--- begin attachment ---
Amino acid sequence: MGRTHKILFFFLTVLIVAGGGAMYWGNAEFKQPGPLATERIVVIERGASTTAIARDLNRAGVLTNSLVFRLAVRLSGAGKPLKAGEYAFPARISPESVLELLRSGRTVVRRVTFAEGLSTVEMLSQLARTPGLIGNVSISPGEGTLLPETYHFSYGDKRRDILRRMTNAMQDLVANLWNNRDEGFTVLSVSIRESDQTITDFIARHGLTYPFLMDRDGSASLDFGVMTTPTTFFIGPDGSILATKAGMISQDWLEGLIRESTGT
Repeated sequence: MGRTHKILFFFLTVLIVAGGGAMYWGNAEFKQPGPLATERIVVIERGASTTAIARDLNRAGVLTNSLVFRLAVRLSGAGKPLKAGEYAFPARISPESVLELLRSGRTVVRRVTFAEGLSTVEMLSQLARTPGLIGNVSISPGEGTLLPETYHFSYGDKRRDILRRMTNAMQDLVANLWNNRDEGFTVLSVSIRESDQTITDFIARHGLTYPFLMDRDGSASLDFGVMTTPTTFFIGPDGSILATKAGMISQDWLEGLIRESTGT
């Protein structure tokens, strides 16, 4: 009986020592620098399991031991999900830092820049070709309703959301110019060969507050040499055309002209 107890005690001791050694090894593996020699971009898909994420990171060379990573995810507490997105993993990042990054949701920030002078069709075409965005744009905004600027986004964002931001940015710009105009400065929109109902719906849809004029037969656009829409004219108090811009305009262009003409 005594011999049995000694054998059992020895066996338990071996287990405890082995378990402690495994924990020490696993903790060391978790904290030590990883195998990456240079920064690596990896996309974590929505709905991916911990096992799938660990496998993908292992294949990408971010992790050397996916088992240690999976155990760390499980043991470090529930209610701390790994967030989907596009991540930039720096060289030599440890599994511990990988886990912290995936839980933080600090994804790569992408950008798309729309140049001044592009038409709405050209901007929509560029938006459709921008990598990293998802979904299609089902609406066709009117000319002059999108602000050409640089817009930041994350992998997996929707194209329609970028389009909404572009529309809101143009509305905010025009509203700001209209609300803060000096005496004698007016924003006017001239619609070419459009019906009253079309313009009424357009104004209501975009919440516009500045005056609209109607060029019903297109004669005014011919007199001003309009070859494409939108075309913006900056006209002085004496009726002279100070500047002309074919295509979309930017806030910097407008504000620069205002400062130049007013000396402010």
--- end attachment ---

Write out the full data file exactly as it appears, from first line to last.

Amino acid sequence: MGRTHKILFFFLTVLIVAGGGAMYWGNAEFKQPGPLATERIVVIERGASTTAIARDLNRAGVLTNSLVFRLAVRLSGAGKPLKAGEYAFPARISPESVLELLRSGRTVVRRVTFAEGLSTVEMLSQLARTPGLIGNVSISPGEGTLLPETYHFSYGDKRRDILRRMTNAMQDLVANLWNNRDEGFTVLSVSIRESDQTITDFIARHGLTYPFLMDRDGSASLDFGVMTTPTTFFIGPDGSILATKAGMISQDWLEGLIRESTGT
Repeated sequence: MGRTHKILFFFLTVLIVAGGGAMYWGNAEFKQPGPLATERIVVIERGASTTAIARDLNRAGVLTNSLVFRLAVRLSGAGKPLKAGEYAFPARISPESVLELLRSGRTVVRRVTFAEGLSTVEMLSQLARTPGLIGNVSISPGEGTLLPETYHFSYGDKRRDILRRMTNAMQDLVANLWNNRDEGFTVLSVSIRESDQTITDFIARHGLTYPFLMDRDGSASLDFGVMTTPTTFFIGPDGSILATKAGMISQDWLEGLIRESTGT
């Protein structure tokens, strides 16, 4: 009986020592620098399991031991999900830092820049070709309703959301110019060969507050040499055309002209 107890005690001791050694090894593996020699971009898909994420990171060379990573995810507490997105993993990042990054949701920030002078069709075409965005744009905004600027986004964002931001940015710009105009400065929109109902719906849809004029037969656009829409004219108090811009305009262009003409 005594011999049995000694054998059992020895066996338990071996287990405890082995378990402690495994924990020490696993903790060391978790904290030590990883195998990456240079920064690596990896996309974590929505709905991916911990096992799938660990496998993908292992294949990408971010992790050397996916088992240690999976155990760390499980043991470090529930209610701390790994967030989907596009991540930039720096060289030599440890599994511990990988886990912290995936839980933080600090994804790569992408950008798309729309140049001044592009038409709405050209901007929509560029938006459709921008990598990293998802979904299609089902609406066709009117000319002059999108602000050409640089817009930041994350992998997996929707194209329609970028389009909404572009529309809101143009509305905010025009509203700001209209609300803060000096005496004698007016924003006017001239619609070419459009019906009253079309313009009424357009104004209501975009919440516009500045005056609209109607060029019903297109004669005014011919007199001003309009070859494409939108075309913006900056006209002085004496009726002279100070500047002309074919295509979309930017806030910097407008504000620069205002400062130049007013000396402010």